I did accept it in one case, sorta, a group of nuns from a religious order wanted the apartment. I vetted them and they explained all their expenses, food, clothes, rent is paid by the payable department of the religious order, but they cannot guaranty the payable department will process it on time and get the rent to us on the first, each and every month.

What I suggested is to have their payable department issue 12 post dated checks which they agreed. When they got the post dated checks though, they suggested we hold on to it, and remember to bring it to the bank every month, as their payable office normally handle such things, and they rather have us remember it's the 1st of the month every month, instead of them.

Follow the logic?

Now I understand the nun's issue when after getting the post dated checks, we misplaced a bunch at one time during the year, and deposited a check dated Sept 1 on Aug 1. When it was all said and done, we figured it was easier if we deposited one check in the beginning.

There are other cases where I got such requests, though unusual, but not a red flag in all cases.

I thought post dated check were illegal or is that just my lovely state of MA again ?

Glad you asked.

When we made the mistake, deposited the Sept 1 check on August 1st, called our banker, and she said it's no problem. What it means is the date is irrelevant, it could be dated a year ahead, and I am  still legally allowed to deposit it. Since I still had a bunch of posted dated checks from the tenant, I recall for another six months, she said I can deposit it all and I'm OK. And the tenant is not in violation of any law either. All it means is a check written to me and signed is good on the date it's given to me, regardless of date of check, and I can legally deposit it.

At least, that's the law in NY as explained to me.

The way the nuns explain it to me, if I really want to get checks monthly, and if I believe post dated checks are illegal, then I'm welcome to call and follow up their account payable department monthly, and dun them for payment, and then late fees. They admitted their AP department is not always on the ball. They explain as members of the order, they turn all their income in and the order pays the bills, so all that happens is if I call the tenant for rent, they'll have to call the AP department, so late payments and late fees are not their headache but mine.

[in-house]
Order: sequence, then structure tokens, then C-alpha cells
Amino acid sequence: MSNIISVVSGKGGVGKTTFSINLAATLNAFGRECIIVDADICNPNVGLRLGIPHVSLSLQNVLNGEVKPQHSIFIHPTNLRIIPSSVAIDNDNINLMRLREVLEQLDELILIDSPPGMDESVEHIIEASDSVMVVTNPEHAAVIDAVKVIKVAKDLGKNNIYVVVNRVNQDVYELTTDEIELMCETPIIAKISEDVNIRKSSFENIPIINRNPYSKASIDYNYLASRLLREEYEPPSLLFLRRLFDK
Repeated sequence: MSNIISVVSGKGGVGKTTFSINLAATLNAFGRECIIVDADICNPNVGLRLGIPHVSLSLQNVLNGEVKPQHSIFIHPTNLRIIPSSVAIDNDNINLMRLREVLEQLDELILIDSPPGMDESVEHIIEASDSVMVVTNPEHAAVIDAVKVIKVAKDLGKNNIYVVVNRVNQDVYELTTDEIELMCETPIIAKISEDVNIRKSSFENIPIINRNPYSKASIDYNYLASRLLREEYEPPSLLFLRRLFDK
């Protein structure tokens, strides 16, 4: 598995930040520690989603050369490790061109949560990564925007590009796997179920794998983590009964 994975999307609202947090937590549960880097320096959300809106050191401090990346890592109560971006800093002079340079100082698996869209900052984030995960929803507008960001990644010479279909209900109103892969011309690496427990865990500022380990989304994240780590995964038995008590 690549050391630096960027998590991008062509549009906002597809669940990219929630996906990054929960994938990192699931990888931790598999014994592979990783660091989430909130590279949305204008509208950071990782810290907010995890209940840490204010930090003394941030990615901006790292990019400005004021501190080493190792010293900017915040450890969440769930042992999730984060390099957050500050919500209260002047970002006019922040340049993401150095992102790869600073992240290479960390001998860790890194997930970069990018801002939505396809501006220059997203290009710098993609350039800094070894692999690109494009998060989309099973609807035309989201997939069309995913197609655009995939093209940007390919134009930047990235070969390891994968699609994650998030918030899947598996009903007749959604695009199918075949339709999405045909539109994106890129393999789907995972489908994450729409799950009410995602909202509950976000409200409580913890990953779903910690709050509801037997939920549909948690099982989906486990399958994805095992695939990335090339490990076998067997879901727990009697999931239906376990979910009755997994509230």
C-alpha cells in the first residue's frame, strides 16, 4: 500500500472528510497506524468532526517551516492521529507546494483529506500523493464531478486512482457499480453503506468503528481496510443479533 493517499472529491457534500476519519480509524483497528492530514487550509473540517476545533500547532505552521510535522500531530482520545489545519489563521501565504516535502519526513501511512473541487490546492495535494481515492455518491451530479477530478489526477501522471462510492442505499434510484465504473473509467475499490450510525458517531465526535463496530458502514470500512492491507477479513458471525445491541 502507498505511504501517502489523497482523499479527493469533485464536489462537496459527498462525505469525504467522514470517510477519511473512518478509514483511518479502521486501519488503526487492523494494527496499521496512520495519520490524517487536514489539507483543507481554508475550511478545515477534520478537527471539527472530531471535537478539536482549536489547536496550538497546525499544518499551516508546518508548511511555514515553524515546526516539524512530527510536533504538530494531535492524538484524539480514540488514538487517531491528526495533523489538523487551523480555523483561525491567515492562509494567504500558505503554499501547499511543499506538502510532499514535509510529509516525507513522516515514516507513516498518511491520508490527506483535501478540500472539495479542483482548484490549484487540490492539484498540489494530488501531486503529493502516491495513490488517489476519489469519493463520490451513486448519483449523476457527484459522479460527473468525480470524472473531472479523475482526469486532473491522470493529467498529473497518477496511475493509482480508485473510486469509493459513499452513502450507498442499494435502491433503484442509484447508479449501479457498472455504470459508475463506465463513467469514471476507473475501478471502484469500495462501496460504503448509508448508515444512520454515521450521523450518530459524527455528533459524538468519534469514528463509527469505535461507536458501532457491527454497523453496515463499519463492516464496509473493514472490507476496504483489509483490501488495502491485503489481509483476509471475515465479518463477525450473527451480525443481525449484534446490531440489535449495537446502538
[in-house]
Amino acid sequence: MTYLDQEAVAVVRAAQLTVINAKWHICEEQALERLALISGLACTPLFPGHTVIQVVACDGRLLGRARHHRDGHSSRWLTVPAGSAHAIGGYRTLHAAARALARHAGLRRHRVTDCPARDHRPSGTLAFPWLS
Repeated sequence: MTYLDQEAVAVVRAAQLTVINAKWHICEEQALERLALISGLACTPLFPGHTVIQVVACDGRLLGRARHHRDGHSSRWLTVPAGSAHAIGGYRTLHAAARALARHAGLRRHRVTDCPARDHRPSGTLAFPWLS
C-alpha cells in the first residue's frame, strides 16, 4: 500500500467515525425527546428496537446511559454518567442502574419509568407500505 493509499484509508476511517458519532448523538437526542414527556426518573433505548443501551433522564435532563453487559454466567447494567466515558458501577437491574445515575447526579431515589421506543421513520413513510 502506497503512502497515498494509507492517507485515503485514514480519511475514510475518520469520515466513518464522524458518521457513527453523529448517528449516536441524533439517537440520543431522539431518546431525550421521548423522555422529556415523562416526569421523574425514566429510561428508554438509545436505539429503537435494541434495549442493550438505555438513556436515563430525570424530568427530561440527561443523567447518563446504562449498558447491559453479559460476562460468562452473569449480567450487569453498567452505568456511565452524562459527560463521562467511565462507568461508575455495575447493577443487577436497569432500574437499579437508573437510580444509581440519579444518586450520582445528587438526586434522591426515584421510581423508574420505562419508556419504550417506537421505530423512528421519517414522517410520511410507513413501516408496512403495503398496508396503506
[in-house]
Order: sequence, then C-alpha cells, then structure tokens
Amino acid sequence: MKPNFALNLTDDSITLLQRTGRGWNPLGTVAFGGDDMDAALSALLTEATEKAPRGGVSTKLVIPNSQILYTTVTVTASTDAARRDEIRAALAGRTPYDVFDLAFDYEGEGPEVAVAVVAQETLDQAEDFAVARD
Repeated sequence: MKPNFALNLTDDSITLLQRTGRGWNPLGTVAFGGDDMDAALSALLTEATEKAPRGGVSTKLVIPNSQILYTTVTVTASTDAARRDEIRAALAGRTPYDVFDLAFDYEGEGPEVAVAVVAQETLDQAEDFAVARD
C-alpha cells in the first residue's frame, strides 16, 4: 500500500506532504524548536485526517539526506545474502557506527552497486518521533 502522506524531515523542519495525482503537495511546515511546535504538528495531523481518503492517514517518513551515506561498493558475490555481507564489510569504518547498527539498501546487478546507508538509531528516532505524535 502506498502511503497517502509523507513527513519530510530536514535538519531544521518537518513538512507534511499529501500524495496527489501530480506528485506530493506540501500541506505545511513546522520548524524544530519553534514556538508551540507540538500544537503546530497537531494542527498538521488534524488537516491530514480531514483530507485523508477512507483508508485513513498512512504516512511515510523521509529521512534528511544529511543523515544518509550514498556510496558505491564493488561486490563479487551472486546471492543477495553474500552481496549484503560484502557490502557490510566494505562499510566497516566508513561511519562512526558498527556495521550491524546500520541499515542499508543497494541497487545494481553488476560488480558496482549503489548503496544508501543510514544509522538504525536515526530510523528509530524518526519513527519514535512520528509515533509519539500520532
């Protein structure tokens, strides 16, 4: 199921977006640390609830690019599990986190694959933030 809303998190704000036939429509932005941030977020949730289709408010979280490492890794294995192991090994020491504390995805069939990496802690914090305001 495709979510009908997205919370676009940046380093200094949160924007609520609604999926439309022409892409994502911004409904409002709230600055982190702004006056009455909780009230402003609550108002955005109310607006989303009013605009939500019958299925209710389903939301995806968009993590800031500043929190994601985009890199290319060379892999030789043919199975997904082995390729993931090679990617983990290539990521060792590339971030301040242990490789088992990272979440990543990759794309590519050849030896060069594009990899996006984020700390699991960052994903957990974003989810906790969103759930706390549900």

Of course, if I complain about late rent payments, they would tell me it's all my fault as they offered me an easy way.

I had a good W2 job at the time, work long hours, doing REI on the side, and I am not forward to following up any AP department for payment every month.

What is the reason they want to pay a full years rent at once?  It could be for their own peace of mind, or maybe they're drug smugglers....you have to know the reason they're wanting to pay up front.  Also, combine that with the normal due diligence(specifically, their rental history) and you should be able to make an informed decision.  Could be more difficult to kick them out if that need rises as well, however, this can depend on the specific tenant laws in your state.

Hope this helps!

Pre payment is generally a strong indication of a individual with extremely poor money management skills.

It can also be used by professional tenants to take advantage of hobby landlords. Once the tenant is in the unit they have the legal right to demand the full return of THEIR money.

I generally consider the offer to be a form of bribe. It can be seen as being used to distract a landlord from doing full due diligence on a applicant. I simply inform them that our industry operates on standard monthly payments. For me it is a red flag and if the tenant feels they can not make regular monthly payments on time then they are probably not qualified.  

I have no interest in babysitting a tenants money or managing it for them on their behalf, I prefer financially responsible tenants.

@Christof Gardet  

I am with @Frank Chin on this one. 

Tenants can have many reasons to want to pre-pay rent in years advance, most of which are not sketchy at all. My family has a SFH in Boulder which they manage from Santa Cruz. The tenant opted to post-date the rents checks to avoid any potential hiccup in getting the rent in on time via trans-state snail mail (my parents are old school). This gives both the landlord and tenants ease of mind...assuming, of course, you don't lose the checks.

Thank you everyone with your advice. The updated information is that I misunderstood what they meant by full year, they meant until the end of the year. Like October, November, December.... Totally cool with it now, also not at all sketchy!!!